Published September 5, 2017 by bibliobeth

What’s it all about?:

1883. Thaniel Steepleton returns home to his tiny London apartment to find a gold pocket watch on his pillow. Six months later, the mysterious timepiece saves his life, drawing him away from a blast that destroys Scotland Yard. At last, he goes in search of its maker, Keita Mori, a kind, lonely immigrant from Japan. Although Mori seems harmless, a chain of unexplainable events soon suggests he must be hiding something. When Grace Carrow, an Oxford physicist, unwittingly interferes, Thaniel is torn between opposing loyalties.

The Watchmaker of Filigree Street is a sweeping, atmospheric narrative that takes the reader on an unexpected journey through Victorian London, Japan as its civil war crumbles long-standing traditions, and beyond. Blending historical events with dazzling flights of fancy, it opens doors to a strange and magical past.

What did I think?:

I think this book has to win a prize based on that beautiful cover art alone, right? It’s absolutely stunning and has been staring at me from my shelves for the longest time. You know when you have a book on your TBR that you keep looking at but is almost too beautiful to read even though you’re eagerly anticipating it? (Maybe that’s just me then?!) Well, that’s what The Watchmaker Of Filigree Street was to me. My boyfriend had already listened to it on audio book and kept telling me that I needed to read this novel, I would love it but for some reason I kept hesitating. Thank goodness I’ve finally given in to my own hype and cracked it open because what I found within was truly wonderful and I’m still thinking about it now, weeks after finishing it, it made that big of an impression on me.

It’s approaching the end of the nineteenth century and our main character, Thaniel Steepleton is working at the Home Office in London as a telegraph operator. He is living in dangerous times where a rebel group of Irish terrorists, the Fenian Brotherhood are setting off bombs all across London. In fact, he almost loses his life to one of these bombs if it were not for a mysterious gold pocket watch that he finds in his bedroom one night that begins alarming just before the bomb explodes giving him time to leave the building and cheat certain death. Fascinated by the watch and how it came to be in his possession, he tracks down the watch-maker, one Keita Mori, a Japanese immigrant who has an intriguing back story all of his own and is wonderfully talented in the making of clockwork mechanisms, including Katsu, a rather annoying (but incredibly endearing) sock stealing, mechanical octopus. This is the story of the relationship between Thaniel and Keita but also of Thaniel’s relationship with Grace Carrow, a young scientist who tests his loyalty and bond with Keita in numerous ways.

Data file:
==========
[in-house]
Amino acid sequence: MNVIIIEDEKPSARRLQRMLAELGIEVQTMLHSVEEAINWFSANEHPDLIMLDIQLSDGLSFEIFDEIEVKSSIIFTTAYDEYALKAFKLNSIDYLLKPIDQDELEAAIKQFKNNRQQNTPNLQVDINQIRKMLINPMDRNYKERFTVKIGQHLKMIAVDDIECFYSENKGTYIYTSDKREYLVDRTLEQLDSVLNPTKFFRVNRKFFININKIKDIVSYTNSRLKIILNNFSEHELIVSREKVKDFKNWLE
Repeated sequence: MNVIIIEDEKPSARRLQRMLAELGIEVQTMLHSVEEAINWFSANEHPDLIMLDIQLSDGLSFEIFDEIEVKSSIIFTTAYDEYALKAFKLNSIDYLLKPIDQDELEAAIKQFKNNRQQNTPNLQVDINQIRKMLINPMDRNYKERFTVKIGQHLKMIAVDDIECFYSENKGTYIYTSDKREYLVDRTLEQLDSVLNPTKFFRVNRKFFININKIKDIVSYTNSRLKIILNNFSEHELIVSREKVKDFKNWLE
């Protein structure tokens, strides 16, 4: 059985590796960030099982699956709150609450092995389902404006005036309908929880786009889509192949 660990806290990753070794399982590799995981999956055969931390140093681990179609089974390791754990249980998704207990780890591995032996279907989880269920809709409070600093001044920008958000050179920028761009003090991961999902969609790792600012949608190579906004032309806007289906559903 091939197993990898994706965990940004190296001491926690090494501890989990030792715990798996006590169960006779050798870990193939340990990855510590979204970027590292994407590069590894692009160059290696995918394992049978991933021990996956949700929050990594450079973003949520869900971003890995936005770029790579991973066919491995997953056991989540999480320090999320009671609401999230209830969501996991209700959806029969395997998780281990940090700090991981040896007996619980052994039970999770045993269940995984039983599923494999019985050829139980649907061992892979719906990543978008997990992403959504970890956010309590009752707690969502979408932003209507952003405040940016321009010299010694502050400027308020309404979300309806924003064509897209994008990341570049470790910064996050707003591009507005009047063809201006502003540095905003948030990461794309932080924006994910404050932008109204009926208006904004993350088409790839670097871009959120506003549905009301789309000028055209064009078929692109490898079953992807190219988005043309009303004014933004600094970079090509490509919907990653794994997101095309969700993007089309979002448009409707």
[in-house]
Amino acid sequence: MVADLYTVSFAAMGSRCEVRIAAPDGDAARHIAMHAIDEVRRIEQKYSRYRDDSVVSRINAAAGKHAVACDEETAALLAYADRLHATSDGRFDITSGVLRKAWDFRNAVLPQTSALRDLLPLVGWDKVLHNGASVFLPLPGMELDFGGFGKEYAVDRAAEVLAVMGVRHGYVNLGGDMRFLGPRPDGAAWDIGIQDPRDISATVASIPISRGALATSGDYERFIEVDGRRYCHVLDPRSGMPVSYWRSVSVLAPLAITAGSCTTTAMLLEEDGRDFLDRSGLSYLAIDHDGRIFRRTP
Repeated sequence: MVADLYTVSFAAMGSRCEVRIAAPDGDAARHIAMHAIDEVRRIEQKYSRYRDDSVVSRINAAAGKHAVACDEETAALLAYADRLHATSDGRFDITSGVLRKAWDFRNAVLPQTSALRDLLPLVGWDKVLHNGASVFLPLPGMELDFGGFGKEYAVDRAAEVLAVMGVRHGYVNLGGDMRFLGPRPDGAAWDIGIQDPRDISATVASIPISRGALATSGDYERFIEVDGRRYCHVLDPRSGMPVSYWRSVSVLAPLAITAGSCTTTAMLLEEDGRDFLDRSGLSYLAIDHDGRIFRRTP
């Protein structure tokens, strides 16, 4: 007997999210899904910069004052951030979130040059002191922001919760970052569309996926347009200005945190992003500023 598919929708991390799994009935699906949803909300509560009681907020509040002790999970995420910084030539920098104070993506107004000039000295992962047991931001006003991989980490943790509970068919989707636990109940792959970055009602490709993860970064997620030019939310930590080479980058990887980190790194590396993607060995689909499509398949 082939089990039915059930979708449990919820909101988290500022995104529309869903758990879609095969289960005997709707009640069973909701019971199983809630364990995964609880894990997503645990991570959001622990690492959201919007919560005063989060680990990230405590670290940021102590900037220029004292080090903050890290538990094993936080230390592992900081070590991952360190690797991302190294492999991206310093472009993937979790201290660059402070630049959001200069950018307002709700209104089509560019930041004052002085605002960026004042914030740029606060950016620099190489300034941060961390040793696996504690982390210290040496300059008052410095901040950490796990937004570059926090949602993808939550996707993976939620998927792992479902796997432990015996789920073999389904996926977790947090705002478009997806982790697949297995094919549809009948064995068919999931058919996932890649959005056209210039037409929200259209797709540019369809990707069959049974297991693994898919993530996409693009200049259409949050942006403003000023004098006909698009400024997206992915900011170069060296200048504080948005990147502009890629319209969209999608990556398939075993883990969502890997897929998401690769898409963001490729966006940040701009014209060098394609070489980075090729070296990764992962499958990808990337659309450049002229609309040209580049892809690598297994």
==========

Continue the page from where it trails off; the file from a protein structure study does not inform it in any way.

The Watchmaker Of Filigree Street has such a convoluted plot that I’m very wary of going into too much detail. The beauty with a story like this is definitely discovering all the magical twists and turns and divine mixture of fact and fantasy for yourself. At times, it really is a slow burner of a novel – don’t expect much action or thrills if you decide to read this but this is more a story to be savoured, to understand and enjoy the delicious characters that Natasha Pulley has created and to marvel at all the small details you could easily miss if you weren’t fully invested in the story. Believe me, I was fully invested and at times completely overwhelmed with how gorgeous both the plot and the characters were. It gets complicated at times, that’s for sure but I thoroughly enjoyed the directions the author chose to take her characters in (which were wholly unexpected at points!). I fell head over heels in love with the writing, with Thaniel, Keita and Grace and in particular, with a certain clockwork octopus called Katsu where I fully believe that I desperately need one for myself! I’m so excited to find out that this is going to be a series, the next book is called Pepperharrow and is due for release by Bloomsbury at some point in 2018. I honestly can’t wait – I need it like right now.

Would I recommend it?:

But of course!

Star rating (out of 5):

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Wolf Winter – Cecilia Ekbäck

Published September 3, 2017 by bibliobeth

What’s it all about?:

A brilliantly written and gripping historical Nordic Noir thriller with all the intrigue and atmosphere of Burial Rites, the pent-up passion of The Piano and the suspense of The Tenderness of Wolves.

There are six homesteads on Blackasen Mountain.

A day’s journey away lies the empty town. It comes to life just once, in winter, when the Church summons her people through the snows. Then, even the oldest enemies will gather.

But now it is summer, and new settlers are come.

It is their two young daughters who find the dead man, not half an hour’s walk from their cottage.

The father is away. And whether stubborn, or stupid, or scared for her girls, the mother will not let it rest.

To the wife who is not concerned when her husband does not come home for three days; to the man who laughs when he hears his brother is dead; to the priest who doesn’t care; she asks and asks her questions, digging at the secrets of the mountain.

They say a wolf made those wounds. But what wild animal cuts a body so clean?

What did I think?:

There were so many things that immediately appealed to me when I first found this book and was determined to have a hard copy for my shelves. For example, the cover is incredibly simple yet very effective and I find it quite striking and eerie – a perfect accompaniment to the story within. Secondly, the synopsis for the novel really pulled me in and made it one of those books that I instantly had to bump to the top of my teetering TBR. In the end, I really enjoyed this debut novel from Cecilia Ekbäck, it is filled with suspense, is dramatic and atmospheric and has a sort of quiet dread or menace throughout the narrative that constantly thrilled and delighted me as I made my way through the story.